The text below is taken from the GRADE workinggroup official JCE series, article number 8:
GRADE guidelines: 8. Rating the quality of evidence—indirectness
Four types of indirectness
We are more confident in the results when we have direct evidence. By direct evidence, we mean research that directly compares the interventions in which we are interested delivered to the populations in which we are interested and measures the outcomes important to patients. Thus, we can have concerns about indirectness when the population, intervention, or outcomes differ from those in which we are interested. A fourth, different type of indirectness, occurs when there are no head-to-head comparisons between the alternative management strategies under comparison. Indirectness of outcomes and indirect comparisons are equally relevant to systematic reviews and practice guidelines; indirectness related to populations and interventions (sometimes referred to as applicability) is more relevant to guidelines.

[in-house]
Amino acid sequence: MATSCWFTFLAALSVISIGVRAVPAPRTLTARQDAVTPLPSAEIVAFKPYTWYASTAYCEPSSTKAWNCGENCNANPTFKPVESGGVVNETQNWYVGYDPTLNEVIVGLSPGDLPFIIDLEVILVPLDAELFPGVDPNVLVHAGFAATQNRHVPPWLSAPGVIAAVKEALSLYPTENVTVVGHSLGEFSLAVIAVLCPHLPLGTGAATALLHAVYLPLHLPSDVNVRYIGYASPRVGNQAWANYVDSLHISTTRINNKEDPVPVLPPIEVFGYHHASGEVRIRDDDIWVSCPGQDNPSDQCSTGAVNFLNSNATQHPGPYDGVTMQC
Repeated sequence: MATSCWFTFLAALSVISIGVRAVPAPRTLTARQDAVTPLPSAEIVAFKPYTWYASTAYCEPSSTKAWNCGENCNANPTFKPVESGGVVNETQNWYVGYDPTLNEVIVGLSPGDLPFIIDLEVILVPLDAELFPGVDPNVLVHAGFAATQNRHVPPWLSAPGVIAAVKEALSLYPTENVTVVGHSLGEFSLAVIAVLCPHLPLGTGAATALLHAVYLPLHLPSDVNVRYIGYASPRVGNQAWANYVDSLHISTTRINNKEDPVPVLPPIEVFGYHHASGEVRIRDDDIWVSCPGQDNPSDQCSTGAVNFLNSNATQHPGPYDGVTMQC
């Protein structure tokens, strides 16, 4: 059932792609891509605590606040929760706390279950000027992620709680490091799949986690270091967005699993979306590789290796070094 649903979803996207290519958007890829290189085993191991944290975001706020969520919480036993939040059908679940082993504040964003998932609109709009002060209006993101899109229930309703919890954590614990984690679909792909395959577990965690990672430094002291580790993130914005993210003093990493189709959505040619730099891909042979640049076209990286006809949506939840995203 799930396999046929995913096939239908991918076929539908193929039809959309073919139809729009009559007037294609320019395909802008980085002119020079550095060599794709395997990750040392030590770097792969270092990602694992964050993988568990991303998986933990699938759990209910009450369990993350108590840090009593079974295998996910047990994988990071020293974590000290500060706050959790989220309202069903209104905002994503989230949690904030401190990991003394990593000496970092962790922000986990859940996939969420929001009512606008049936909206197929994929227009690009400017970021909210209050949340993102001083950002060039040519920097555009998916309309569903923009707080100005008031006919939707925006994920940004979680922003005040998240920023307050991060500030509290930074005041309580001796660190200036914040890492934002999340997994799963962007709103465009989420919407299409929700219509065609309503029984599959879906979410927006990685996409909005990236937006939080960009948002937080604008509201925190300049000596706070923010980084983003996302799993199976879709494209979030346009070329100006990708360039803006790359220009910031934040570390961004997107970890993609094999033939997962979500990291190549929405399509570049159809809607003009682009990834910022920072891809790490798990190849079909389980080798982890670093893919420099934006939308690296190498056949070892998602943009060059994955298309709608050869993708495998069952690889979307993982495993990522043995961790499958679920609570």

Question of interest: Colonoscopic screening for prevention of colon cancer mortality
Question of interest: Sevelamer- vs. calcium-based phosphate binders in chronic renal failure
Question of interest: Choice of antidepressant
Source of indirectness: Indirect comparison: Some antidepressants have been compared directly with others, but many have not
Indirectness: differences in outcome measures (surrogate outcomes)
GRADE specifies that both those conducting systematic reviews and those developing practice guidelines should begin by specifying every important outcome of interest. The available studies may have measured the impact of the intervention of interest on outcomes related to, but different from, those of primary importance to patients.
Table 2. Examples of surrogate outcomes
See the Assessing Indirectness Training video from McMaster CE&B GRADE site: http://cebgrade.mcmaster.ca/Indirectness/index.html